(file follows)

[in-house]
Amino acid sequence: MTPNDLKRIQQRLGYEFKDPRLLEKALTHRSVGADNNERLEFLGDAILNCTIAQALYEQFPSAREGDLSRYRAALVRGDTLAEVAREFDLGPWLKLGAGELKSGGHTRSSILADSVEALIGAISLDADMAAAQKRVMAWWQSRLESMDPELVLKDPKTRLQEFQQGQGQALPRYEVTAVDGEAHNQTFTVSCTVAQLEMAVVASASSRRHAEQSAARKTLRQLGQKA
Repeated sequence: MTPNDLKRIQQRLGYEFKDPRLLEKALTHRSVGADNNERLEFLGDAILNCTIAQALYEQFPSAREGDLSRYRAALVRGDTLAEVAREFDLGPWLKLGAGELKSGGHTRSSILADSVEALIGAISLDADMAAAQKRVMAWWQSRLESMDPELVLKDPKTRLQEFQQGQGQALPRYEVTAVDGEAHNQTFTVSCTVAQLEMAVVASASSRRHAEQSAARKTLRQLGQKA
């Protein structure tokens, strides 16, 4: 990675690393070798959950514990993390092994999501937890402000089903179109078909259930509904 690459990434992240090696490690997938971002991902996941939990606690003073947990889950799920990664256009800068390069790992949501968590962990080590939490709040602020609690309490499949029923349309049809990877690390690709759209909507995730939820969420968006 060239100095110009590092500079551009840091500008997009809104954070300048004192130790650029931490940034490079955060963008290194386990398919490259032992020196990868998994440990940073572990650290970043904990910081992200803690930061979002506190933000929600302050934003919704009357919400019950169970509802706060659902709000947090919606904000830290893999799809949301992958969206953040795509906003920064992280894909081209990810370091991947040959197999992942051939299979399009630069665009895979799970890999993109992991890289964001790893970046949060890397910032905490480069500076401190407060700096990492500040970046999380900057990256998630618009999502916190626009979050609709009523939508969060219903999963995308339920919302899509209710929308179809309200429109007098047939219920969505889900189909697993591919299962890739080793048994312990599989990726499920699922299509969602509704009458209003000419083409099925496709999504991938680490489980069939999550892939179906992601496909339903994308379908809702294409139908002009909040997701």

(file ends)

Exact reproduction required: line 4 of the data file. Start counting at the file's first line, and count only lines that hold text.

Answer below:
């Protein structure tokens, strides 16, 4: 990675690393070798959950514990993390092994999501937890402000089903179109078909259930509904 690459990434992240090696490690997938971002991902996941939990606690003073947990889950799920990664256009800068390069790992949501968590962990080590939490709040602020609690309490499949029923349309049809990877690390690709759209909507995730939820969420968006 060239100095110009590092500079551009840091500008997009809104954070300048004192130790650029931490940034490079955060963008290194386990398919490259032992020196990868998994440990940073572990650290970043904990910081992200803690930061979002506190933000929600302050934003919704009357919400019950169970509802706060659902709000947090919606904000830290893999799809949301992958969206953040795509906003920064992280894909081209990810370091991947040959197999992942051939299979399009630069665009895979799970890999993109992991890289964001790893970046949060890397910032905490480069500076401190407060700096990492500040970046999380900057990256998630618009999502916190626009979050609709009523939508969060219903999963995308339920919302899509209710929308179809309200429109007098047939219920969505889900189909697993591919299962890739080793048994312990599989990726499920699922299509969602509704009458209003000419083409099925496709999504991938680490489980069939999550892939179906992601496909339903994308379908809702294409139908002009909040997701």